For almost all of my adulthood I’ve had trouble answering the question: What do you want to do/be when you grow up? When I first attended college I was most interested in history and philosophy, yet that “interest” did not feel like a calling. I stopped and started classes several times, never really feeling like I had direction. I started working at a restaurant with a chef friend for money and as a way to keep my parents my off my back, so-to-speak. A number of setbacks later and a decade had passed, with more credits than I could use, and a knowledge of the inner workings of the restaurant business, but no real plan.
In April of 2012 my father passed away, joining my mother and leaving me even more lost than before. He was an adjunct professor at University of Notre Dame of Maryland, and although his PhD was in anthropology, and his career had been as the PR chief at the National Zoo, he was asked to chair the new sustainability major there. From him I inherited a lot of books, and I took one of those books with me on a trip to Cape Cod later that summer with some friends from that area.
The book was From Eco-cities to Living Machines by Nancy Jack Todd and Dr. John Todd. In it they discuss their vision of a sustainable future that looks to natural systems for design cues and introduced me to the concept of ecological design. Ecomachines introduced me to the idea that we could use natural systems to filter municipal waste, or clean up toxic areas and other solutions I had never considered. And in a strange coincidence that seemed nearly providential, the beach on which I laid reading this book was only a mile or two from where these ideas had been pioneered at the New Alchemy Institute.
This lit a flame. I searched “ecological design” in google and found a podcast called “Sustainable World Radio,” with Jill Cloutier, which is a Permaculture guided program, and through all the guests interviewed became even more excited; so many ideas and so much potential. Later, I found another podcast called “The Permaculture Podcast,” with Scott Mann. Even more interviews with people in all facets of society, and how they had used their knowledge to create sustainable, healthy systems. I had found it; direction, a calling. I decided I would finish college, finally, and came back to UMBC, majoring in Environmental Studies.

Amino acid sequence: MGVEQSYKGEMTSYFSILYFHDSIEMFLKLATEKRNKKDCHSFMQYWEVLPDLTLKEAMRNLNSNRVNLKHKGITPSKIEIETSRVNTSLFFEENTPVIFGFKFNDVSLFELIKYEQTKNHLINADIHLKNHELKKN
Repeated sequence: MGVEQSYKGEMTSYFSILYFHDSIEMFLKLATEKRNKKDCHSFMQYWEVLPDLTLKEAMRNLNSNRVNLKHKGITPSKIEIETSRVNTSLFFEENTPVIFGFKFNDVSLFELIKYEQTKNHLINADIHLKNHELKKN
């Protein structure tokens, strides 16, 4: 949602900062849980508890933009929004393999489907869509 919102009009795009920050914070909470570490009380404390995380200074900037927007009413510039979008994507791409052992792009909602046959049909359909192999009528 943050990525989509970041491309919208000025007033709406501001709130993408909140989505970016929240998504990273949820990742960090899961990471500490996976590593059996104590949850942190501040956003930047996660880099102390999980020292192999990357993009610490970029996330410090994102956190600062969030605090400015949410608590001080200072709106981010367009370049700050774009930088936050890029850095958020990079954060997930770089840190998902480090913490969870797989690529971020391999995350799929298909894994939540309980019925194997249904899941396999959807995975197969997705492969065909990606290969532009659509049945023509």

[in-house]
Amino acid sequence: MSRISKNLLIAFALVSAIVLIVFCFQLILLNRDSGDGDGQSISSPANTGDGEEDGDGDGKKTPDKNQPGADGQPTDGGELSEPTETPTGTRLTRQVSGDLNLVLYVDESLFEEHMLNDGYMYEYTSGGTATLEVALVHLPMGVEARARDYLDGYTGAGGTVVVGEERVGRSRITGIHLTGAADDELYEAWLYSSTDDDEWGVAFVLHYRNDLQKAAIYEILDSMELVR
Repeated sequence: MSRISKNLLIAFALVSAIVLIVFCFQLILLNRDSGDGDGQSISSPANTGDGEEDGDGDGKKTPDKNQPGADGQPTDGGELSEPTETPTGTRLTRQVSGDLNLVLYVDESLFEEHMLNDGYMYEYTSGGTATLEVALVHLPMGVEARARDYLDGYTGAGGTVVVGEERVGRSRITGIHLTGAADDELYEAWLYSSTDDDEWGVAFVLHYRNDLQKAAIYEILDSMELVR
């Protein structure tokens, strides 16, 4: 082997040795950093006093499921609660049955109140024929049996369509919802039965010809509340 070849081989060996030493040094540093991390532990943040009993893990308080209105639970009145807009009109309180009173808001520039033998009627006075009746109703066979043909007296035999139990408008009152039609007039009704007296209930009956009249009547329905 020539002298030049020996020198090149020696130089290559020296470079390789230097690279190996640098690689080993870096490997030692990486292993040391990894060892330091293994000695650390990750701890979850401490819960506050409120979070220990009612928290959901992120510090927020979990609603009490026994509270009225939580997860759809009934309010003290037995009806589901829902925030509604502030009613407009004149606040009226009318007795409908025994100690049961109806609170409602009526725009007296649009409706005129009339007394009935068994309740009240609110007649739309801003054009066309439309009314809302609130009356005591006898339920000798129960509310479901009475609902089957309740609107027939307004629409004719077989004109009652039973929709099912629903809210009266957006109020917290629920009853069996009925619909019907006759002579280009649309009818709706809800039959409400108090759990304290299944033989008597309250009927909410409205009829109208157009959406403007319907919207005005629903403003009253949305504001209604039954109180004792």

Through my own independent research, and from what I’ve learned since returning to school it seems humanity is in deeper trouble than most realize. Climate change looms, the 9 billion mark looms, industrial ag has convinced farmers and politicians that the only path to abundance is mining primordial carbon sinks to enrich poisoned, depleted soils, and to subsidize it. As a species we have a tendency to not fully consider, or take responsibility for the consequences of our actions. DDT, asbestos, countless medications, fracking, nitrification of the bay, GMO gene selection for pesticide resistance and the subsequent input of additional biocides and mined nutrients, the list is endless. This further causes me to worry about the possible unforeseen effects of GMO crops, or anything else labeled as “safe.” These factors, combined with the seemingly endless legal corruption of bureaucratic officials and systems that seem rigged in favor of those who already have power, spur misanthropic thoughts and feelings. These must be rejected as fundamentally unproductive.
Only as agents of change ourselves, and en mass at that, can we hope to affect change in the world. The food system is broken! Our readings and the presenters have given us clear view of the lack of equality it represents, and the wastefulness of the entire system, in addition to agricultural practices that seem so counter-intuitive that they are hard to even comprehend. I hope that I will be able to do as much as possible for any and all of the forthcoming projects. My “deep gladness” would be to be able to work with all groups as much as possible, but as I must pick a main area of focus, and as it has recently been a north star to me, the Food Forest/Permaculture Garden will be my primary effort. That said, again I hope to work with any and all of the groups.